Sicily’s first openly-gay governor has both been hailed and come under fire for his conservative and apparently homophobic views, with The Guardian newspaper describing his election as “not a victory for Italy’s gay rights movement”.
Commentators have noted that the newly elected governor Rosario Crocetta has never used his public office to support LGBT rights or issues.
Most problematically, the staunch Catholic has promised to not have sex while he is in office, perpetuating, say critics, the Vatican’s belief that gay sex is immoral and unacceptable.
“If I were to become Sicily’s president, I would say farewell to sex to consider myself married to my region and its inhabitants,” Crocetta was quoted as saying in August.
Paola Bonesu, a political communication consultant, told The Guardian: “He is ready to refrain from sexual intercourse in order to distance himself from the stereotypical promiscuous homosexual lifestyle.”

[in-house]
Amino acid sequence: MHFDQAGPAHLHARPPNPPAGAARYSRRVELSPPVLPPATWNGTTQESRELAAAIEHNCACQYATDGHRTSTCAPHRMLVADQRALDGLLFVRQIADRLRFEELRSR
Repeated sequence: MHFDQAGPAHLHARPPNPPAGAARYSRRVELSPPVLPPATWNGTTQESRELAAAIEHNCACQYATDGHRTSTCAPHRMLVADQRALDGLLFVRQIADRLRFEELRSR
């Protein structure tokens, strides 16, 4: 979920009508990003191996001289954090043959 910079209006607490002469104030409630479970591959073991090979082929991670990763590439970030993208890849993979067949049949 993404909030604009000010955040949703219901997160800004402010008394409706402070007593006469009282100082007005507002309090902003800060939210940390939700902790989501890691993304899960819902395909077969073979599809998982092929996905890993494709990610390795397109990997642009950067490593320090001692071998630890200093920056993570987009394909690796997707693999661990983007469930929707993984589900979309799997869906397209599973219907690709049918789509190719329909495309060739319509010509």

The 61-year-old Crocetta is known for his campaigns against the mafia and is said to have survived at least three assassination attempts.
Crocetta is Italy’s second openly-gay governor. In 2005, Nichi Vendola – who has been much more vocal about gay rights – was elected governor of Apulia.
Italy stands out among Western European countries in that it offers no recognition of same-sex relationships. The Catholic Church has expressed its vehement opposition to same-sex marriage and unions, with the Pope claiming that they endanger the human race.